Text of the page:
Irwin Mitchell’s abuse solicitors won compensation for a woman who was assaulted by a nurse while in hospital for an eating disorder.
Our client, Frances, was born in 1976. She was admitted as an in-patient to hospital in approximately 2005 as a result of a long-standing eating disorder. Frances confided in her primary nurse and trusted her with very personal details. The nurse started to call Frances, asking to visit her at home. She allowed Frances not to eat, in contravention of her required food intake. The nurse also visited our client when she was a patient in another hospital and waited for her outside out-patient appointments. On one occasion at her home, the nurse indecently assaulted Frances, who made excuses not to see her anymore.
During another in-patient stay in hospital, the same nurse started working there again on bank shifts. Frances became very distressed and told her ward manager what had happened. The matter was reported to the police but they did not proceed because Frances was a vulnerable witness. The Nursing and Midwifery Council found that the nurse had deliberately instigated a personal relationship with Frances.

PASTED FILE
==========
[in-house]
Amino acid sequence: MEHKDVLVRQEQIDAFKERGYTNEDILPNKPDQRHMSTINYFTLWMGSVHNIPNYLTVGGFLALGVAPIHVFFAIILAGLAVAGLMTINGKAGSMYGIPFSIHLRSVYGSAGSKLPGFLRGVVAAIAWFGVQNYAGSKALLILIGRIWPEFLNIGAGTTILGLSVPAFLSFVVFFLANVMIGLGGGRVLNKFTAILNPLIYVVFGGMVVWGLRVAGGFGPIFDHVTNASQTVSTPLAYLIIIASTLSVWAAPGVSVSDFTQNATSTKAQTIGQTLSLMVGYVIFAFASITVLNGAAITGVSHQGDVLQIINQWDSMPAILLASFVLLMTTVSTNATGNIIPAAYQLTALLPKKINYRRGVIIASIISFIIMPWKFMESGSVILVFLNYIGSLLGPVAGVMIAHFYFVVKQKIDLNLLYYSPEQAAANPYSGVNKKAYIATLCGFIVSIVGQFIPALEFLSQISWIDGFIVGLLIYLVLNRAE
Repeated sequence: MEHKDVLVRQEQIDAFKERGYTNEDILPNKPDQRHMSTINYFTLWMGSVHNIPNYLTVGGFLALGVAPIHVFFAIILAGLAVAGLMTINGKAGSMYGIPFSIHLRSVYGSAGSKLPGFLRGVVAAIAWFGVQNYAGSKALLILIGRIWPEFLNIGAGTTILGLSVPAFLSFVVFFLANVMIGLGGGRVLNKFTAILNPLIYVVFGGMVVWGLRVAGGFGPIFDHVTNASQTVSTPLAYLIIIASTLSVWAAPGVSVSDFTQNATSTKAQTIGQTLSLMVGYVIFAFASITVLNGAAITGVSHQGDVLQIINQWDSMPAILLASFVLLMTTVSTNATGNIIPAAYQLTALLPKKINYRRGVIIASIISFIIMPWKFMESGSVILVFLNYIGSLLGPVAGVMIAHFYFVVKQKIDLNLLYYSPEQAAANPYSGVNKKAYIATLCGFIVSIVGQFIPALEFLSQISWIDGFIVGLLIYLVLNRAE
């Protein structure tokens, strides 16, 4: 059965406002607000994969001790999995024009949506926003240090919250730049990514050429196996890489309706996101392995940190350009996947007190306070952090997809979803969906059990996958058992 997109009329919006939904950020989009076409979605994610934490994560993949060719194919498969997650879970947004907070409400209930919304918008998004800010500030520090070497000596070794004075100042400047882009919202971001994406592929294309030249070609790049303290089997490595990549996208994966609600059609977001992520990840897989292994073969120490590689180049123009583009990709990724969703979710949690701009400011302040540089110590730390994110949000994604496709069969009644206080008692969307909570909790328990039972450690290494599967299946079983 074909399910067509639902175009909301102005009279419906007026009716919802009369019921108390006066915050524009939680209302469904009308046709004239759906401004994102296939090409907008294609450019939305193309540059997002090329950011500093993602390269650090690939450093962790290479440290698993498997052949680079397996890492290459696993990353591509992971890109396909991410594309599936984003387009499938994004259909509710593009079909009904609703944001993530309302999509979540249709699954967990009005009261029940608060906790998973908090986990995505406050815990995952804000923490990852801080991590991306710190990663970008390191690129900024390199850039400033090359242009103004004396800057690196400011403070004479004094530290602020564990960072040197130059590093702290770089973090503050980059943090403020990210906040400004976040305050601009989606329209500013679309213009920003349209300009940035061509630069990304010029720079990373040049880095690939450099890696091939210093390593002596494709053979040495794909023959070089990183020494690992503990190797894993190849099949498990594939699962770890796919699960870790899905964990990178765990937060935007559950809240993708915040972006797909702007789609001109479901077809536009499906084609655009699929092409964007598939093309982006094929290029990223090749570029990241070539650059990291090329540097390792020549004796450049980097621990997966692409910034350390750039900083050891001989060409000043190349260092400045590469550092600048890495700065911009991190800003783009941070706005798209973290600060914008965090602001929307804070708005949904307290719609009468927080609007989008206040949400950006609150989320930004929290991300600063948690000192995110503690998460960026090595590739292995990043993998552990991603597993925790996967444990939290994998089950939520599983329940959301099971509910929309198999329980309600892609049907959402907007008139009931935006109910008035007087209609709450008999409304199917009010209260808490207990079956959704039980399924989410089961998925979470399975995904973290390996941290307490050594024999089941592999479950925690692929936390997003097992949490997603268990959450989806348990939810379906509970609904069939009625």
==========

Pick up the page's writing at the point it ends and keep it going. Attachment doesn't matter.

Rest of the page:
We made a claim against the responsible NHS Trust, who were liable for the nurse’s actions. We took into account the acts of abuse and their psychological effect on Frances, including a deterioration of her pre-existing eating disorder and symptoms of post-traumatic stress disorder – this lengthened her admission as an in-patient.
We started Court proceedings and successfully applied for her name to be anonymised to protect her identity.
The NHS Trust admitted that they were liable for the nurse’s actions and made an early offer to settle the claim for £75,000, which we accepted. The Chief Executive of the Trust also provided a written apology. We referred Frances to our colleagues for advice about investing her settlement money in a personal injury trust to protect her benefits.
Tracey Storey is the head of our team of child abuse solicitors. She said of the case: “The professional abuse Frances suffered whilst already ill prolonged her recovery from her eating disorder and resulted in lengthy hospitalisation. She was a vulnerable patient and I hope that the apology and financial redress has helped Frances to put this serious breach of trust behind her.”
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